You may want to check out the Sacramento study on full-fat bran, researched by Sutter Heart Institute and UC Davis, by Gerhardt A.L., Gallo N.B., Full-fat rice bran and oat bran similarly reduce hypercholesterolemia in humans. Journal of Nutrition, 1998 May;128(5):865-9. Department of Medicine, University of California, Davis Medical Center and Sutter Heart Institute, Sacramento, CA 95819, USA. Hypercholesterolemia is another word for high cholesterol in the bloodstream, usually referred to when speaking about the so-called 'bad' LDL cholesterol. It's a form of "hyperlipidemia" (elevated levels of lipids (fats) in the blood).
Have you heard of psychologist, Dr. Udo Erasmus, PhD? His groundbreaking book, Fats that Heal Fats That Kill, became the industry's bible on fats. Later he developed an oil blend which is an improvement on flax oil, offering a better ratio of Omega-3 to Omega-6.
Rice bran oil may lower the fat levels in your blood
One study from the Sutter-Heart Institute in Sacramento and the University of California, Davis found that rice bran contains minimal soluble fiber, but rice bran oil has a hypolipidemic (fats-lowering) effect that reduces too-high cholesterol in humans. As far as the so-called good fats, according to the Dr. Udo Erasmus site, there are only two essential fats (technically called essential fatty acids or EFAs).
One is the omega 3 (n-3) EFA, called alpha-linolenic acid. The other, the omega 6 (n-6) EFA, is known as linoleic acid. DHA is the major brain n-3. Derivatives of n-6 include GLA (found in evening primrose oil), DGLA (found in mother's milk), and AA (found in meat, eggs, and dairy products, as well as in fish). AA is the major brain n-6. As far as the essential fats, according to Dr. Erasmus's website, the body cannot make them.
Essential fats are required for normal cell, tissue, gland, and organ function, for health, and for life. They must be provided from outside the body, through food or supplements. They can come only from fats (hence fat-free diets cannot supply them).
Their absence from the diet will eventually kill. Deficiency results in progressive deterioration, can lead to death, and return of essential fatty acids to a deficient diet reverses the symptoms of deficiency and results in a return to health. Latest findings is that DHA is more important in brain and cardiovascular health than EFA, but both should be balanced in your diet.
Science also is finding that a balance of Omega 3, 6, and 9 fats can help to optimize your mental as well as physical health. Dr. Erasmus is more than a psychologist. He's recognized as a leading authority on the role nutrition plays in mental as well as physical health. His book is about feeding moods with foods. In fact, science has shown that even some kids' I.Q.s can be raised with certain foods.
Can fats improve concentration and calm some types of hyperactivity?
The idea that fats can improve concentration, calm some types of hyperactivity, or help to lessen learning disorders or quiet depression is under study. The foods gradually reduce the symptoms, but they're not a quick-fix pill, which is what more people want than slow foods for gradual improvements that last longer.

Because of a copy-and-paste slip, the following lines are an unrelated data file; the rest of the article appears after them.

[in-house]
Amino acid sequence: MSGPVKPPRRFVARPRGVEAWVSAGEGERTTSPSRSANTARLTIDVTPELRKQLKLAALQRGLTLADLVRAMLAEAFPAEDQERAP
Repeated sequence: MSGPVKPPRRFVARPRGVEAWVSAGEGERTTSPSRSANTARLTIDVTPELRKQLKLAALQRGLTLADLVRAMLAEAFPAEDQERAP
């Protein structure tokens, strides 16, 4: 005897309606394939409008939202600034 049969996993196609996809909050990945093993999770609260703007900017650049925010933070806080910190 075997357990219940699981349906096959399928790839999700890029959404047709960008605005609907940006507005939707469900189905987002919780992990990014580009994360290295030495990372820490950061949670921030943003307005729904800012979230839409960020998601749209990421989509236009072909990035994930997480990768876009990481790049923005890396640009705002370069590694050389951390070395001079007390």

Certain foods raise the oxygen levels in the brain and bloodstream. One example would be iron-rich foods such as liver. Folkloric medicine used to recommend feeding turkey to angry people to calm them down. But bananas have the same effects--raising the tryptophan levels in the brain to quell anger. How it works is that turkey and sometimes even chicken contains enough tryptophan to raise the serotonin levels in the brain and normalize them.
For concentration, the omega 3 fatty acids may help along with seeds and nuts
Chocolate has been used to raise the level of happiness (oxytocin) in the brain and bloodstream. A teaspoon of magnesium with a little calcium sometimes is used to calm a person who is too stimulated in the brain from being too long on a computer to sleep. For many, this works.
For violent people, prisons should consider feeding the inmates more of the 'healing' fats such as omega 3, 6, and 9 in balance. And for learning problems, vitamin B complex may help. All these can be found in foods such as seafood, green vegetables, and whole grains. Check out the university test that found cereal fiber helped focus learning skills, but don't eat too much fiber. Avoid fiber-induced nutritional deficiencies.
Overdosing on fiber can interfere with the absorption of valuable nutrients
Fiber can push food through the intestines so fast that some nutrients, such as calcium, zinc, vitamins, and iron don't have a chance to be fully absorbed. You could avoid eating high-fiber foods at the same time you eat foods containing these nutrients, but this is impractical. If you're on a diet that includes more than 35 grams of fiber a day, you should consider taking vitamin and mineral supplements. Check out this information at the Journal of the American Dietetic Association 86 (1986): 732. The RDA for fiber is 25 grams for adults; for children it is child's age in years +5
Your brain is 60% fat
And what your brain needs is an adequate level of DHA. It's called one of the 'learning' fats. Omega 3 fatty acids are made by the fish's food, the algae, not the fish's body, which is news for vegans looking for DHA and EPA made by plants. Fish don't make fish oils. The plants fishes eat make fish oils, according to Dr. Erasmus's uTube video.
DHA is more important for brain and heart health than even EPA, but both can be in balance. DHA is required for brain development, function, vision, and sperm formation. Whatever you eat, keep the balance between Omega 3, 6, and 9 fatty acids from foods before you look at supplements. Too much of anything will upset your body's normal cycles.